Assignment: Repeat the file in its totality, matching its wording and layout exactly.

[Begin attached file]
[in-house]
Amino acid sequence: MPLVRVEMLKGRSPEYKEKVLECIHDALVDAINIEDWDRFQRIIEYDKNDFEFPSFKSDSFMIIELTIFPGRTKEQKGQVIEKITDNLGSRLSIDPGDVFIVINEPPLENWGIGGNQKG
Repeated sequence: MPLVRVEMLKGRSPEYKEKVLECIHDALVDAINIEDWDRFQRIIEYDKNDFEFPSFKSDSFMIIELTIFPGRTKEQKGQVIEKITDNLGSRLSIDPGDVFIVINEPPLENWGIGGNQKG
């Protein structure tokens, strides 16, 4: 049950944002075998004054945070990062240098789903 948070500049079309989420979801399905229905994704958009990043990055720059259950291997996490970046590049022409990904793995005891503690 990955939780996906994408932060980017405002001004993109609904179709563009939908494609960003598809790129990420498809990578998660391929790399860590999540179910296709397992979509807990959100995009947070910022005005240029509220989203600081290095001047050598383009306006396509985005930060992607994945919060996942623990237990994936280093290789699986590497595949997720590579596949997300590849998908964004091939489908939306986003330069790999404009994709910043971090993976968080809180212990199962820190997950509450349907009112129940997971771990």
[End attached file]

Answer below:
[in-house]
Amino acid sequence: MPLVRVEMLKGRSPEYKEKVLECIHDALVDAINIEDWDRFQRIIEYDKNDFEFPSFKSDSFMIIELTIFPGRTKEQKGQVIEKITDNLGSRLSIDPGDVFIVINEPPLENWGIGGNQKG
Repeated sequence: MPLVRVEMLKGRSPEYKEKVLECIHDALVDAINIEDWDRFQRIIEYDKNDFEFPSFKSDSFMIIELTIFPGRTKEQKGQVIEKITDNLGSRLSIDPGDVFIVINEPPLENWGIGGNQKG
């Protein structure tokens, strides 16, 4: 049950944002075998004054945070990062240098789903 948070500049079309989420979801399905229905994704958009990043990055720059259950291997996490970046590049022409990904793995005891503690 990955939780996906994408932060980017405002001004993109609904179709563009939908494609960003598809790129990420498809990578998660391929790399860590999540179910296709397992979509807990959100995009947070910022005005240029509220989203600081290095001047050598383009306006396509985005930060992607994945919060996942623990237990994936280093290789699986590497595949997720590579596949997300590849998908964004091939489908939306986003330069790999404009994709910043971090993976968080809180212990199962820190997950509450349907009112129940997971771990």